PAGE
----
Toyota initially planned to launch the vehicle in April, but the resulting supply chain issues have thrown their plans into turmoil. Toyota claimed that the battery shortage was an issue even before the earthquake, but the resulting disruption means that production levels will not reach normal levels for a number of months.
The new battery is a lithium-ion model, which is more compact, and available on the seven-seater Prius V, which will not be coming to North America. Toyota is said to be capable of producing 1,000 cars equipped with this battery, compared to 2,000 per month with the standard nickel-metal hydride unit. But Toyota is hoping to sell 2,000 examples of the Prius V in North America each month, a figure that will have to be adjusted in light of the current situation.
[Source: The Detroit News]
If there’s anything Toyota execs can be happy about for the most recent quarter, it’s that for them it’s Q4, marking an end to what has been a troubling 12 months for the Japanese auto giant. Just released data shows Toyota Q4 profit fell off a cliff, dropping 77 percent to “just” $314 million. The decline comes as sales dropped 12 percent as a result of the recent earthquake and tsunami shuttered factories and disrupted parts supplies.
And yet as bad as things seem, Toyota isn’t tuning into a pre-bankruptcy General Motors – not yet anyway. New income for the fiscal year was actually up 95 percent, as sales increased, even if just by 0.2 percent. Operating profit tripled, despite the strong yen which is hurting overseas profits.
Low Q4 sales due to reduced output proved to be the largest factor affecting the slight increase, with sales for the quarter down 12 percent.
Year-end numbers have yet to be released, but Bloomberg estimates a 311 billion yet net income for the year, or just under $4 billion U.S. Toyota has said it will not issue an earnings forecast for the next fiscal year.
Toyota is working to restore output and is currently at 70 percent of pre-quake capacity.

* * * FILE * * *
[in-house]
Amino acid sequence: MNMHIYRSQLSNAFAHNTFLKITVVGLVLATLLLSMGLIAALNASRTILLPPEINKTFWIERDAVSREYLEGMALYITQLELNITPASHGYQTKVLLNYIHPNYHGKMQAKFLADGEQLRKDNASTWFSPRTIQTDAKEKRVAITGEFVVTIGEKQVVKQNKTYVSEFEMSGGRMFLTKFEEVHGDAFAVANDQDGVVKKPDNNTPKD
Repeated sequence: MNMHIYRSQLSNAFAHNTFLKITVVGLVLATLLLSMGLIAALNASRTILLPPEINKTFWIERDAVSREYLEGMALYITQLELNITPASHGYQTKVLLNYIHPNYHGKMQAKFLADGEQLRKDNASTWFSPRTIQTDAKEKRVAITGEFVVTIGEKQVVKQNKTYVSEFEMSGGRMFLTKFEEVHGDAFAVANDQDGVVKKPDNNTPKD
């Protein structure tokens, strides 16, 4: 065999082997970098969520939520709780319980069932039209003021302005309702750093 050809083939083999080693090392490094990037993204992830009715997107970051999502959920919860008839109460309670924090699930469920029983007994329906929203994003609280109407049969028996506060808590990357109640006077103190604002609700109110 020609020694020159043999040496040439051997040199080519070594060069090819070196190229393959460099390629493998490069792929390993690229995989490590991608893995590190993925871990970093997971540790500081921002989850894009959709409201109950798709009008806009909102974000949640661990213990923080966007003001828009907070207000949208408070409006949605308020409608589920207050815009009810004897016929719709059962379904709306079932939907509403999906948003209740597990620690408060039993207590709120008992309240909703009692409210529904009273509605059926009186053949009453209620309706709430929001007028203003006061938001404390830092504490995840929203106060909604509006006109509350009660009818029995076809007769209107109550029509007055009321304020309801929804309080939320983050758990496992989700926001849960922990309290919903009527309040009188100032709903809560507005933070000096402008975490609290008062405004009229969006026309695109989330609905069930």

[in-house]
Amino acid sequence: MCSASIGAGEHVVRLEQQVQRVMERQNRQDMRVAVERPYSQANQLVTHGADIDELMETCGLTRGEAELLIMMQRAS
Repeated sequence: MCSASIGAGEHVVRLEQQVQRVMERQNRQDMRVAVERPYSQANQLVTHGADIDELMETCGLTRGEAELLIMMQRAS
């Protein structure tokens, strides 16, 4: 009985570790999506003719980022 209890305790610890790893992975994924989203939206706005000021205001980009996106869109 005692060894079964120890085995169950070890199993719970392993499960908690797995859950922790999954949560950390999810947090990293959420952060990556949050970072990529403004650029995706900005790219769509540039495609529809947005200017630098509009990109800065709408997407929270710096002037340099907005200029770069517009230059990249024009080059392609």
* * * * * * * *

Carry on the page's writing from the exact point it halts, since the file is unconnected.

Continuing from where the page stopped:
With global sales of 8.4 million units last year, some estimates put total 2011 production at around 6.5 million units. Recently company execs admitted that Toyota will likely give up its spot as the world’s largest automaker, with General Motors set to reclaim the lead. If sales are limited to 6.5 million, Toyota could slip to third behind Volkswagen.
Toyota Canada has cut its sales projections by a third and warned dealers that the supply of new vehicles is starting to be choked off as the company feels the effects of the March 11th earthquake that rocked northern Japan.
While Toyota sent two memos to dealers regarding the revised sales forecast, the company refused to comment on the matter. “We have the availability to meet customer needs during our busiest retail period,” Toyota spokesperson Sandy DiFelice told The Globe and Mail. “We put out targets all the time. The dealers use those as a guide and work to exceed them.”
Summer is a busy season for the Canadian auto industry, with May and June typically the busiest months for auto sales. Toyota products are especially popular in Canada, where gas prices are higher than the United States, and the company’s extensive lineup of hybrids and fuel efficient vehicles are well received.
Toyota is also said to be offering dealers financial help to assist them through the anticipated lean periods, allowing them to get funding for vehicle incentives, marketing campagins and lease extensions for existing customers. Toyota will also allow dealers to suspend payments if they hold mortgages with the company’s financial arm, and will offer favorable interest rates to finance the purchase of new and used vehicles for the dealership.
[Source: The Globe and Mail]
Honda will delay the launch of their next generation CR-V crossover due to continued production delays, and supplies of their 2012 Civic will also be delayed as Honda’s North American production continues to run at well below capacity amid the after effects of Japan’s natural disasters.
In a letter to Honda’s dealers, U.S. executive vice-president John Mendel said “Recovery from this crisis is difficult and constantly evolving, most notably the challenge of obtaining a few key components required to maintain production at appropriate levels. Overall production volume will be at significantly reduced levels as we continue production adjustments through the summer months.”
Honda expects full production to resume much later in the year, with the CR-V being produced at Honda’s Canadian plant in addition to its East Liberty, Ohio facility. Acura‘s MDX and RDX will also be shifted to other plants in Alabama and Ohio, but the company says that the shifts are unrelated to problems related to their parts supply.